He pauses for a moment, rubbing at the fabric of his hospital scrubs. He likes their soft give, he says, the way they make him feel cared for, even if only temporarily.

  “You were talking about the bathroom?” I prompt.

  “Ayuh. That’s right.” The, well, the urinal wasn’t the same as the one in his Nelson Elementary. That one was this round, tiled thing in the middle of the room that the kids would stand around. When they were done, they’d press a lever on the floor with their foot, and the water would whoosh down and away.

  “Whoosh,” he says. “Whoosh.”

  Whoever designed that bathroom had clearly forgotten what it was like to be a boy, John was certain, or at least, was never the target of other boys. They call it bullying now, but back then his father just called it “toughening up,” and John, apparently, needed a lot of it. That was the only explanation for how much time he spent with his head in the urinal, or shoved into a locker, or at the mercy of his father’s fists when he was stupid enough to complain about something that happened at school.

  Sometimes Kristy had been a bully too—he could admit that now. She didn’t get physical, but she sure could push him around with her words. He wondered if there was something about him that drew those kinds of people into his life. Did he give off some kind of weakness tone only some could hear? Was it like a dog whistle’s high-pitched call?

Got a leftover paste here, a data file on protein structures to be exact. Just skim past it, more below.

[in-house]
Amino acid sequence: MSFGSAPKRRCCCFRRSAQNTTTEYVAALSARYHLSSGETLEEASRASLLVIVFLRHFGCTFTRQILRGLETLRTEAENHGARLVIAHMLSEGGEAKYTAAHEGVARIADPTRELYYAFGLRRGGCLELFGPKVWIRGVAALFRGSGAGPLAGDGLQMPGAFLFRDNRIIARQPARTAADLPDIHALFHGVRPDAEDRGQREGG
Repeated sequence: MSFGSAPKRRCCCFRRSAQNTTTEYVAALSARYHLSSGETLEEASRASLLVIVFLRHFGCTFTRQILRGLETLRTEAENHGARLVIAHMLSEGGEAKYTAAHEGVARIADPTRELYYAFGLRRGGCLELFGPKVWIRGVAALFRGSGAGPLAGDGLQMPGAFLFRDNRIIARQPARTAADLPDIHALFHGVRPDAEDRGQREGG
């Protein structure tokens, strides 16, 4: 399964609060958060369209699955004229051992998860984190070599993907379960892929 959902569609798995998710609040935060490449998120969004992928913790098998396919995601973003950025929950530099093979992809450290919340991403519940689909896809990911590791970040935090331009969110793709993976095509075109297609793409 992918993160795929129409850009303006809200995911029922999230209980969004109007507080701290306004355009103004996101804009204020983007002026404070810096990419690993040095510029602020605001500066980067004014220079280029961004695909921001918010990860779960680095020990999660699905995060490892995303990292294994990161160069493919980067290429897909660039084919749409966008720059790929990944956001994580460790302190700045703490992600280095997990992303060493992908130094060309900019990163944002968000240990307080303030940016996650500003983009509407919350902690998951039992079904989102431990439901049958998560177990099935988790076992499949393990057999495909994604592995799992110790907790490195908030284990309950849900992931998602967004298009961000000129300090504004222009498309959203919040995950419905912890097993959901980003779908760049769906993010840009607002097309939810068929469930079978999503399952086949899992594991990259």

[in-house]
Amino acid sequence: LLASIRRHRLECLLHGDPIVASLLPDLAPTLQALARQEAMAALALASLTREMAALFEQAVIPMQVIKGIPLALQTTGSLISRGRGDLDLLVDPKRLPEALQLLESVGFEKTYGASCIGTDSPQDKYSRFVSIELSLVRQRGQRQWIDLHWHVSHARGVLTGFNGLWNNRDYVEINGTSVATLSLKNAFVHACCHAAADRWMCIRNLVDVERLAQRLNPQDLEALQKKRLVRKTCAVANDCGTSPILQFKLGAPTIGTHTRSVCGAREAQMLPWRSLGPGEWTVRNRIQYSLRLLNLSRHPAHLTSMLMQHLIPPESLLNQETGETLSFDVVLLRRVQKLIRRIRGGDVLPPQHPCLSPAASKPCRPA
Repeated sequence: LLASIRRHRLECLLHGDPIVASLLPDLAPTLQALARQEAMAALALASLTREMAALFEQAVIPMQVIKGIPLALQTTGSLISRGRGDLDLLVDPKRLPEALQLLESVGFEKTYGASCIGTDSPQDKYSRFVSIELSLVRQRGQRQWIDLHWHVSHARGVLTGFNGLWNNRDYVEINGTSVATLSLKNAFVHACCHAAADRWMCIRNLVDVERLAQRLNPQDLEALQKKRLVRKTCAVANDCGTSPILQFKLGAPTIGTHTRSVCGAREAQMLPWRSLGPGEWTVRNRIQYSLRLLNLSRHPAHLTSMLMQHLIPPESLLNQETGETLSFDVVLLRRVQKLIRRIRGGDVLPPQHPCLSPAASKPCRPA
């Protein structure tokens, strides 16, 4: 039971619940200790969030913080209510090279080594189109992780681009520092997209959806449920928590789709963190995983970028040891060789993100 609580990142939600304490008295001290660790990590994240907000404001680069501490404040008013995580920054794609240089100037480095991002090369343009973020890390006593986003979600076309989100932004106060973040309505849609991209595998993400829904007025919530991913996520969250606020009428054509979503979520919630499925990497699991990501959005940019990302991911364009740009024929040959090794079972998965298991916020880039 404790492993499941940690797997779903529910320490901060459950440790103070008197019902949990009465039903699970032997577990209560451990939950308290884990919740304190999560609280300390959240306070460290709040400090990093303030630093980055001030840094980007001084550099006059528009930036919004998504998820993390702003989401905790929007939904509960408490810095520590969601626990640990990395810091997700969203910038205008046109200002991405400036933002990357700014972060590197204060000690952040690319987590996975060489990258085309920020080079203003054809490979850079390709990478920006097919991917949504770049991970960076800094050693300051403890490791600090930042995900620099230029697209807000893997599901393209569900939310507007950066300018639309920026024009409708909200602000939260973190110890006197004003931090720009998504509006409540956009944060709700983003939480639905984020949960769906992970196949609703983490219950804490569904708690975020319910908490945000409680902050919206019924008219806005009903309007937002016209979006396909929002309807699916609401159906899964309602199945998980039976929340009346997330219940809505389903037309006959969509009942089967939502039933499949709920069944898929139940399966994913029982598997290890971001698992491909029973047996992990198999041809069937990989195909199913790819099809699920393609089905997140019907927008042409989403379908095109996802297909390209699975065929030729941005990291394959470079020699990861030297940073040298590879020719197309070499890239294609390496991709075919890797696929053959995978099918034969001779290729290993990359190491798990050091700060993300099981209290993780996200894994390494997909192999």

Maybe that was it. Maybe that’s what explained those boys.

  My attention sharpens. “The boys who were bothering you?”

  They first showed up about a year ago, he says. Last summer that was, when he was doing his final stint of carpentry work, though he didn’t know that then.

  He was lying in his lumpy bed on a muggy summer night and had just gotten to sleep when a sound rang out like a shot. Bang! He got up and ran to the window, but he couldn’t see anything except the backs of a few slim shapes running off into the dark. He’d gone downstairs and found the first of many presents they’d leave him over the next year: a cow patty with a firecracker in it. It still had a wisp of smoke coming out of it, and the explosion left a smelly mess that blocked the front door. He’d left the back way and scraped off his front porch with a shovel, then gone round to the back of the property to get the hose and to see if they’d done any other damage. That’s when he found the beer cans and smelled that acrid citrusy smell that always reminded him of stinkweed.